Traversing Through Grief

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I look in the mirror and most days I barely recognize myself. The eyes reflecting back at me are my father’s; the same empty stare he had as his dementia transformed into Alzehiemer’s. Lost, yet aware enough to know of what was going on.

The mascara I wore daily is applied maybe once a week. Maybe. And only if I care what I look like.

The energy to exercise or move my body physically to stay in shape has evaporated. I no longer care what I eat. I tend to seek comfort in the comfort foods that are unhealthy and for the first time in my life I cannot fit into my blue jeans. 

I no longer reach out to family or friends. No one wants to hear my sob story anyways. Maybe that’s an illusion I hold. Who knows. Maybe my retreat started when I was asked, when does this crying-thing end? The response the person heard was never. I cannot burden my son Mason. He lost the man who inherited the father-role since 2005, his brother, his best friend and companion. How can I share my pain with someone who hurts equally as much inside? 

My trauma brain is incapable of holding onto nouns – people, places, things. And you can forget about dates and times. That information escapes out the window like the aroma of a fresh baked cherry pie. 

When Jeremiah died April 10th, my existence ceased. Rarely do I share the cause of Jeremiah’s death. In all reality, the how doesn’t matter. His mother lost her son and one of her go-to guys. His brother no longer has him to show him how to fix things, his father-figure to help him through life’s situations and his best friend. His three year old son misses his father beyond comprehension. And the heartbreaking list of losses continues on…

It’s not that I’m ashamed. I simply don’t know how to respond to the anticipated questions that typically follow. I’ve alluded to the cause of him remaining forever twenty-nine less than a three weeks from his thirtieth birthday, but have yet to publicly state my son committed suicide.

People don’t know how to respond to me. Ironically I have no idea how to respond to them either.

  • A month after Jeremiah’s death, I was in a public place and the woman (her daughter went to school with my son) behind the counter kept asking, “Are you sure you’re okay?” I’d reply, “Yes, I’m doing okay right now.” Each time she asked, her bottom lip pouted out more and her head tilted to the left a little more. To break the cycle, I stated, “Thank you; I appreciate your kindness.”
  • At the grocery store a friend saw me standing in aisle four upset, and turned around and walked quickly in the opposite direction.
  • Last weekend, I mentioned to a friend I hadn’t seen since the holidays how odd it is for me to be seen in public without mascara. “Who knew I’d ever let anyone see my naked eyes?” She then admitted she didn’t want to hug me and make me cry, and she had no idea what to say to me. I am grateful for her honesty. At least she was willing to talk to me.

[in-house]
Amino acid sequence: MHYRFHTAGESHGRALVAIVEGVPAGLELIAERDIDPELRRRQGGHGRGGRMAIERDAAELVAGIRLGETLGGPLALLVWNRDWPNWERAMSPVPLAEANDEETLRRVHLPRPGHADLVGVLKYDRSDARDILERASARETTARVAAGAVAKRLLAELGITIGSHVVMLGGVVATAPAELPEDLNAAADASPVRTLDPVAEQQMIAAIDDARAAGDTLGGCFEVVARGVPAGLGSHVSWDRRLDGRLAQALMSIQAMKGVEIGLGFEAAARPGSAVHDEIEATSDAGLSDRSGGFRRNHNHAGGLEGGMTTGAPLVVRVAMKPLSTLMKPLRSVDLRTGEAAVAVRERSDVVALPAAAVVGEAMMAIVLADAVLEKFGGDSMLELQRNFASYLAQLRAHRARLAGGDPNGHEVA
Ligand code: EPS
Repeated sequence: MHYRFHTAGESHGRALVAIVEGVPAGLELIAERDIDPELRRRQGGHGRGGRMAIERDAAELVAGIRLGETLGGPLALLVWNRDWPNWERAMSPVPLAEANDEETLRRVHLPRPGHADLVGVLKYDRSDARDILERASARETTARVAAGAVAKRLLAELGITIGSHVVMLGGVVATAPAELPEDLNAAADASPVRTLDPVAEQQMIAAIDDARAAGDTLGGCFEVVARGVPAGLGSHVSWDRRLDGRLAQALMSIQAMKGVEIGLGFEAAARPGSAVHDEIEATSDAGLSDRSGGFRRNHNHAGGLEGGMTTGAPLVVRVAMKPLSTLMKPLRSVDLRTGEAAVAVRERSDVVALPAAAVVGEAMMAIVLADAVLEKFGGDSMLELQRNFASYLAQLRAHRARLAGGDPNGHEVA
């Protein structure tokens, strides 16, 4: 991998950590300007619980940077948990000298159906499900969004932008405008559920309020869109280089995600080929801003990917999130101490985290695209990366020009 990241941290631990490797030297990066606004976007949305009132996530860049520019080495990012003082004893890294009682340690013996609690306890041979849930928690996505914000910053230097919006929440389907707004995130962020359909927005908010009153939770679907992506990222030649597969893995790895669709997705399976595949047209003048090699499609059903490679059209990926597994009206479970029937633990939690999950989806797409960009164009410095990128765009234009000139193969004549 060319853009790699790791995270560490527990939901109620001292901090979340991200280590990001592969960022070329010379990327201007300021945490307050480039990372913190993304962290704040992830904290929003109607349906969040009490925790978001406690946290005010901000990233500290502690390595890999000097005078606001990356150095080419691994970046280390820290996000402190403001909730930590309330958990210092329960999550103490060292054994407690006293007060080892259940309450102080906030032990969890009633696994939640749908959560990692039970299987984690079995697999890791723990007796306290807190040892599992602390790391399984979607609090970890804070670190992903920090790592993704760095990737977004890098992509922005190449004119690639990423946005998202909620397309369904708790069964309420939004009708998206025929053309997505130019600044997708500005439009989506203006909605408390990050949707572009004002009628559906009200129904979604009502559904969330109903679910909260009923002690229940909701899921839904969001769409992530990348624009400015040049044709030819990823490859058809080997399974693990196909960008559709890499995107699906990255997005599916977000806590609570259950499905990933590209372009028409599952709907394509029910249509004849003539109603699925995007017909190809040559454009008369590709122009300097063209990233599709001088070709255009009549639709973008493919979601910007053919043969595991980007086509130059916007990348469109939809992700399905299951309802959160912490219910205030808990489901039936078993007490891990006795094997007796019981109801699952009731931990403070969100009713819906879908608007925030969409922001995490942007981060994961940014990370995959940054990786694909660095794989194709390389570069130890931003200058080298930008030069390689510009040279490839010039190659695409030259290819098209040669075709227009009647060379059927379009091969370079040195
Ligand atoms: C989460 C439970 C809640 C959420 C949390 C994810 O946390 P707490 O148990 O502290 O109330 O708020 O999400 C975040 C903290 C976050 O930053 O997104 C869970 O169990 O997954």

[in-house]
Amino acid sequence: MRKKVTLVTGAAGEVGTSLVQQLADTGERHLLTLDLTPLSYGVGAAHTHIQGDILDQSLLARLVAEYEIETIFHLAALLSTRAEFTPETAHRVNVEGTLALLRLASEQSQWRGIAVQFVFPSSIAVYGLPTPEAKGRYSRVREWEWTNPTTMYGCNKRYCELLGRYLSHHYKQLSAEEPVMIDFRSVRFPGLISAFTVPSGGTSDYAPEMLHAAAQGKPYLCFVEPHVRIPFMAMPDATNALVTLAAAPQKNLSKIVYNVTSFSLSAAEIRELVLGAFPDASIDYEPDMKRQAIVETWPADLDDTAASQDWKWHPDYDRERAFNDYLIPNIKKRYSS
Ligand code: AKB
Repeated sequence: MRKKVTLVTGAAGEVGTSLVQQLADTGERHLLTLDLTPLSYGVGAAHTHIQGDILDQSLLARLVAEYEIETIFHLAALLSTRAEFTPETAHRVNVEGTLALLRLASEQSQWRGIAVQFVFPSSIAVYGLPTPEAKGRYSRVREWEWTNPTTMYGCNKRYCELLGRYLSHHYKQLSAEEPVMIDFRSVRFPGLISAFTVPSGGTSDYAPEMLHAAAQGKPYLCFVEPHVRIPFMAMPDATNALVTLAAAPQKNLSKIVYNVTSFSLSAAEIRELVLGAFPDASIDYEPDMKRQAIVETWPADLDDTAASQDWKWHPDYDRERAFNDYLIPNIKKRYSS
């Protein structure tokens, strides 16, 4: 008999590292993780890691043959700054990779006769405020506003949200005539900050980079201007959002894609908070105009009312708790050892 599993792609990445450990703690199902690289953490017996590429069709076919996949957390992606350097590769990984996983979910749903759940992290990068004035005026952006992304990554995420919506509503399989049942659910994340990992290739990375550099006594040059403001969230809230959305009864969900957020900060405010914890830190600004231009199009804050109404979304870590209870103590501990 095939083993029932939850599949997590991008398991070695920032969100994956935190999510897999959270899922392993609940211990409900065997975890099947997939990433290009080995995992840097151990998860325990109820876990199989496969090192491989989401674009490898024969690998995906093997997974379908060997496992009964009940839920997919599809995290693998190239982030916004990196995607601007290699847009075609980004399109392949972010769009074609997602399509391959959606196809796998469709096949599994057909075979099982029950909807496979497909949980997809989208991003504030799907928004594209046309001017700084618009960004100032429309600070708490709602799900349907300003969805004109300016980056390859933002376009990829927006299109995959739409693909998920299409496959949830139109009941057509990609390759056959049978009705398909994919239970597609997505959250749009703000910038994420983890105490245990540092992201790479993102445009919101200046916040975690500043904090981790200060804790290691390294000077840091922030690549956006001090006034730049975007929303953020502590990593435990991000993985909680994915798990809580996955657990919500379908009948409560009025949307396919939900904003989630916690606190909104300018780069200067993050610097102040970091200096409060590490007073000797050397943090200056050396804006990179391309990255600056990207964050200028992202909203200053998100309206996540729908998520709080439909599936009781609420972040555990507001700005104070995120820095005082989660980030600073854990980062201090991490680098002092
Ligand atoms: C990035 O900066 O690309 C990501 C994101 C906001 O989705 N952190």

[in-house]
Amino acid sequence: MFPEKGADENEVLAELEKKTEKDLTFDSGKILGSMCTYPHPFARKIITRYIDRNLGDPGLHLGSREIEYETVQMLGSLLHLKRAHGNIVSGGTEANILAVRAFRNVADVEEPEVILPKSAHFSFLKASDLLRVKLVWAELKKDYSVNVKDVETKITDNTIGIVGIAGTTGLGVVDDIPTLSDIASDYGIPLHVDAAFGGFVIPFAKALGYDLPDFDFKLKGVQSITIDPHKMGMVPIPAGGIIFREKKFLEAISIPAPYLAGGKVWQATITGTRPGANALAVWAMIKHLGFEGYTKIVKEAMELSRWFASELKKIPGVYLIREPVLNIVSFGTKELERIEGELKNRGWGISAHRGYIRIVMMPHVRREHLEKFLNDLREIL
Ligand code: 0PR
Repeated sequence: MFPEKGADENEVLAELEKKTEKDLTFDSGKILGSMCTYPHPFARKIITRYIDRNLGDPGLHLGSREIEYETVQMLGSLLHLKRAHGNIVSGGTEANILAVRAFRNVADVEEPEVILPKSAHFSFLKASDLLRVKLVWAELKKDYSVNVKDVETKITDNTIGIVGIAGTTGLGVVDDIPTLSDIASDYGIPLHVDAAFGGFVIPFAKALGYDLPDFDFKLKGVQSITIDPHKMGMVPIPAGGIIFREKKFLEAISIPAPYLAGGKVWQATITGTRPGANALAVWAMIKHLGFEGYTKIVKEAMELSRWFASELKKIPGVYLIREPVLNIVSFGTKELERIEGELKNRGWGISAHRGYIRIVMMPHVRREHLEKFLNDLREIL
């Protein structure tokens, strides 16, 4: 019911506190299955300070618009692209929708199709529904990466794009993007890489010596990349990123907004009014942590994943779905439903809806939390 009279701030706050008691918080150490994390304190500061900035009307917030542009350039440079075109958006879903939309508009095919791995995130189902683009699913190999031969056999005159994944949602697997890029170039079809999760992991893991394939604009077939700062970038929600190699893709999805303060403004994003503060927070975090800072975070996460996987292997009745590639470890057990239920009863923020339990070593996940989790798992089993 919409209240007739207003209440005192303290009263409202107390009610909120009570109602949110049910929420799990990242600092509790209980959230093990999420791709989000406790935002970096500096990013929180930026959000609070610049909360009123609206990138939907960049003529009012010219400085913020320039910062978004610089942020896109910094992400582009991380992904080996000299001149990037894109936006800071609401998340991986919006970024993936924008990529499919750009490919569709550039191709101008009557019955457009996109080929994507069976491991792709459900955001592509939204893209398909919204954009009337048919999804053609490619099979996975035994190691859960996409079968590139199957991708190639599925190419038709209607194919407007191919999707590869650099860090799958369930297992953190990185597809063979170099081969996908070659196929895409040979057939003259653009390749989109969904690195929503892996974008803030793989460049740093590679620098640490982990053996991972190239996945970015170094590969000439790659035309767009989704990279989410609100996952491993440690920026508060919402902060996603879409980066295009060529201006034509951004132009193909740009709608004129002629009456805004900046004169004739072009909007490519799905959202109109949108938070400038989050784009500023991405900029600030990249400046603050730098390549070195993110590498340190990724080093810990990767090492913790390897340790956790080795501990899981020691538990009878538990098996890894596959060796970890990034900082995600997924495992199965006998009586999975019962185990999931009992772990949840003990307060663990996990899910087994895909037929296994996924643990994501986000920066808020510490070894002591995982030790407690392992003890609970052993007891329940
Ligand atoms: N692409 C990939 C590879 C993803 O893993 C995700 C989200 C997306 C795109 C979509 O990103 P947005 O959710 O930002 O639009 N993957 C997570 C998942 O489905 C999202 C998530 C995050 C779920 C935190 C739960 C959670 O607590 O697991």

• I feel more lonely today than I did five months ago.

Pearls of wisdom I’d like to share from my experience as a grieving momma:

  • Unless you can bring our child back from death, don’t bother asking if there’s anything you can do.
  • Acknowledge the mom and/or dad who experienced the loss of their child.
  • Don’t ask for the gory details. Truly, we will share the information if we want to. Besides, is it any of your business?
  • Treat the parent as you did prior to the death of their child. We are sad; not contagious with the plague.
  • Listen. I cannot stress this one enough! Damn it, listen to us babble on and on and on about our child.
  • There are days we need to verbalize every experience we shared with our child.
  • There are days when the pain is too severe to talk about our child.
  • Tear triggers are everywhere.
  • Our tears are unstoppable.
  • Time does NOT heal all things.
  • Do not, for the love of God, tell me my child is in a better place. There is no better place for my child to be than in my arms and he’s not there.
  • Allow me to be “broken”.
  • The damnedest things will set off cascading tears; like the two year old boy standing in the aisle of a store that looks just like my baby.
  • Everything reminds us of our children.
  • Hug us.
  • Don’t tell us, “Let me know if there’s anything I can do for you, just ask.” 1. I don’t believe you’ll answer my call (especially when you won’t answer when I dial your number), 2. three hundred other people told me the same thing and so far no one has followed through. 3. reread the first entry on this list.
  • I desperately want to grab Jeremiah by the shoulders, give him the mother-stink-eye and tell him everything can be worked out…EVERY EFF’ING THING!
  • The human touch is an amazing thing. Very few things offer as much comfort (not even creamy vanilla ice cream with chocolate syrup).
  • Don’t try to fix this situation. Allow me to feel what I feel in moment without trying to “adjust”, “manipulate” or “punish” me.
  • Hug us and listen.
  • Let me eff’ing cry.

And, for many individuals, there is a stigma surrounding certain causes of death. People’s first reaction/response is different based on how the child died. I’ve noticed (during my lifetime) the judgement and level of compassion is based on whether the child died from cancer, car accident or murder versus drug overdose, drunk driving or suicide.

As a mother said to me days after my son’s passing, “Welcome to this unfortunate club. No registration required.”

My best friend’s son died in a car accident five years ago, and he says the pain is as sharp today as it was on the day the local sheriff deputy knocked on his door.